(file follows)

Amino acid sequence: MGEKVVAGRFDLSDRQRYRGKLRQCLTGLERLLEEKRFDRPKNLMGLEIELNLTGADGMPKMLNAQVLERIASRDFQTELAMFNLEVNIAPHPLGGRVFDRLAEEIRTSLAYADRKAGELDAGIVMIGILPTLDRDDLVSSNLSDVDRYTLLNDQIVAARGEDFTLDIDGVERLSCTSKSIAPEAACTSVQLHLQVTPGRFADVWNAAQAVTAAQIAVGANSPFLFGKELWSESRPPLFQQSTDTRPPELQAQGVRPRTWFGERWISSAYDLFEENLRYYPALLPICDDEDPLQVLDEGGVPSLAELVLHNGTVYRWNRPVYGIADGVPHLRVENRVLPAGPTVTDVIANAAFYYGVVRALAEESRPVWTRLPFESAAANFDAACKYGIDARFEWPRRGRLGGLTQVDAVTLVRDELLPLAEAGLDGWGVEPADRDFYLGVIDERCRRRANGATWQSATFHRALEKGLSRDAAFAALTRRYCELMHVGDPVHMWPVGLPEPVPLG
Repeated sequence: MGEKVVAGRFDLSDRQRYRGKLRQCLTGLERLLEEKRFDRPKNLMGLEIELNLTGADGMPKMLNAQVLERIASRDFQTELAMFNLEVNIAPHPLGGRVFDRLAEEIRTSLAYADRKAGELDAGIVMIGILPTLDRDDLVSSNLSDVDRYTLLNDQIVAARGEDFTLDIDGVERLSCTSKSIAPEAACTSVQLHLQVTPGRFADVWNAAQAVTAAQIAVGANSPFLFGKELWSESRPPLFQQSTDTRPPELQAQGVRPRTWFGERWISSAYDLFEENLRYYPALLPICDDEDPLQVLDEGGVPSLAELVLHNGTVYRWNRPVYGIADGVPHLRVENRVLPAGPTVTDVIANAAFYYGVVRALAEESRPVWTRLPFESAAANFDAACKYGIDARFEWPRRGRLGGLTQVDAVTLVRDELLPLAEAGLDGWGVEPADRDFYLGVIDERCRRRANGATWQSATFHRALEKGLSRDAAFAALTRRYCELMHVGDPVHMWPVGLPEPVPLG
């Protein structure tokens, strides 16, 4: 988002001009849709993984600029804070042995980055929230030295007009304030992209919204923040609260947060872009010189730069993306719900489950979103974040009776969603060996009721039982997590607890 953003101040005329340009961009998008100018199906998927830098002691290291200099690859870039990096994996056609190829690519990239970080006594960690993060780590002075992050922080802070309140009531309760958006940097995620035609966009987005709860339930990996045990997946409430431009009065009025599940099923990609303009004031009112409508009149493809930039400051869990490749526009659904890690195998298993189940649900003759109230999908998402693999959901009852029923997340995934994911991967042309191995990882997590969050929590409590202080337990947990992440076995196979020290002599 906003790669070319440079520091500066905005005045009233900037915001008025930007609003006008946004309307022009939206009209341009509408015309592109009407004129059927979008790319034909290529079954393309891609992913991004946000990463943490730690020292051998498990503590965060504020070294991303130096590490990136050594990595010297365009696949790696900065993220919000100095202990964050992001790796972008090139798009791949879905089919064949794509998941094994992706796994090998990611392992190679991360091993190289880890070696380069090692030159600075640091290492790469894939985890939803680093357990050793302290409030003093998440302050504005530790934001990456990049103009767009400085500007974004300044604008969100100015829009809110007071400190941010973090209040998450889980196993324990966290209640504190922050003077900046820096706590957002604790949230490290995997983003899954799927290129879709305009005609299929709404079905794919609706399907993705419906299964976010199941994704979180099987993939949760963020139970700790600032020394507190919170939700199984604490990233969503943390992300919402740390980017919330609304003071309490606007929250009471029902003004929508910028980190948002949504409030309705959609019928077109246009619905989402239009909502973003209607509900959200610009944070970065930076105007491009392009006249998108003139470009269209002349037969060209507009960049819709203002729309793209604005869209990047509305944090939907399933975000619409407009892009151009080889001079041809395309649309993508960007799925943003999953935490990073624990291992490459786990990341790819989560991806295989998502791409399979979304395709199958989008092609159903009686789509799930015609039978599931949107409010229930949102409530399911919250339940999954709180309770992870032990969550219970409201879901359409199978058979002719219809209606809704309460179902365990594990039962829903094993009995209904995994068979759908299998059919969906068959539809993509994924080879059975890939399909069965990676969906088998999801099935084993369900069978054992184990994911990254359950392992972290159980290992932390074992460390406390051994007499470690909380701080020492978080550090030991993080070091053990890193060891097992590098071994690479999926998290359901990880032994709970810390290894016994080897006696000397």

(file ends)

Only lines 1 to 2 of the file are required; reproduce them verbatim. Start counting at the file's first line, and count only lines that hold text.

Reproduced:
Amino acid sequence: MGEKVVAGRFDLSDRQRYRGKLRQCLTGLERLLEEKRFDRPKNLMGLEIELNLTGADGMPKMLNAQVLERIASRDFQTELAMFNLEVNIAPHPLGGRVFDRLAEEIRTSLAYADRKAGELDAGIVMIGILPTLDRDDLVSSNLSDVDRYTLLNDQIVAARGEDFTLDIDGVERLSCTSKSIAPEAACTSVQLHLQVTPGRFADVWNAAQAVTAAQIAVGANSPFLFGKELWSESRPPLFQQSTDTRPPELQAQGVRPRTWFGERWISSAYDLFEENLRYYPALLPICDDEDPLQVLDEGGVPSLAELVLHNGTVYRWNRPVYGIADGVPHLRVENRVLPAGPTVTDVIANAAFYYGVVRALAEESRPVWTRLPFESAAANFDAACKYGIDARFEWPRRGRLGGLTQVDAVTLVRDELLPLAEAGLDGWGVEPADRDFYLGVIDERCRRRANGATWQSATFHRALEKGLSRDAAFAALTRRYCELMHVGDPVHMWPVGLPEPVPLG
Repeated sequence: MGEKVVAGRFDLSDRQRYRGKLRQCLTGLERLLEEKRFDRPKNLMGLEIELNLTGADGMPKMLNAQVLERIASRDFQTELAMFNLEVNIAPHPLGGRVFDRLAEEIRTSLAYADRKAGELDAGIVMIGILPTLDRDDLVSSNLSDVDRYTLLNDQIVAARGEDFTLDIDGVERLSCTSKSIAPEAACTSVQLHLQVTPGRFADVWNAAQAVTAAQIAVGANSPFLFGKELWSESRPPLFQQSTDTRPPELQAQGVRPRTWFGERWISSAYDLFEENLRYYPALLPICDDEDPLQVLDEGGVPSLAELVLHNGTVYRWNRPVYGIADGVPHLRVENRVLPAGPTVTDVIANAAFYYGVVRALAEESRPVWTRLPFESAAANFDAACKYGIDARFEWPRRGRLGGLTQVDAVTLVRDELLPLAEAGLDGWGVEPADRDFYLGVIDERCRRRANGATWQSATFHRALEKGLSRDAAFAALTRRYCELMHVGDPVHMWPVGLPEPVPLG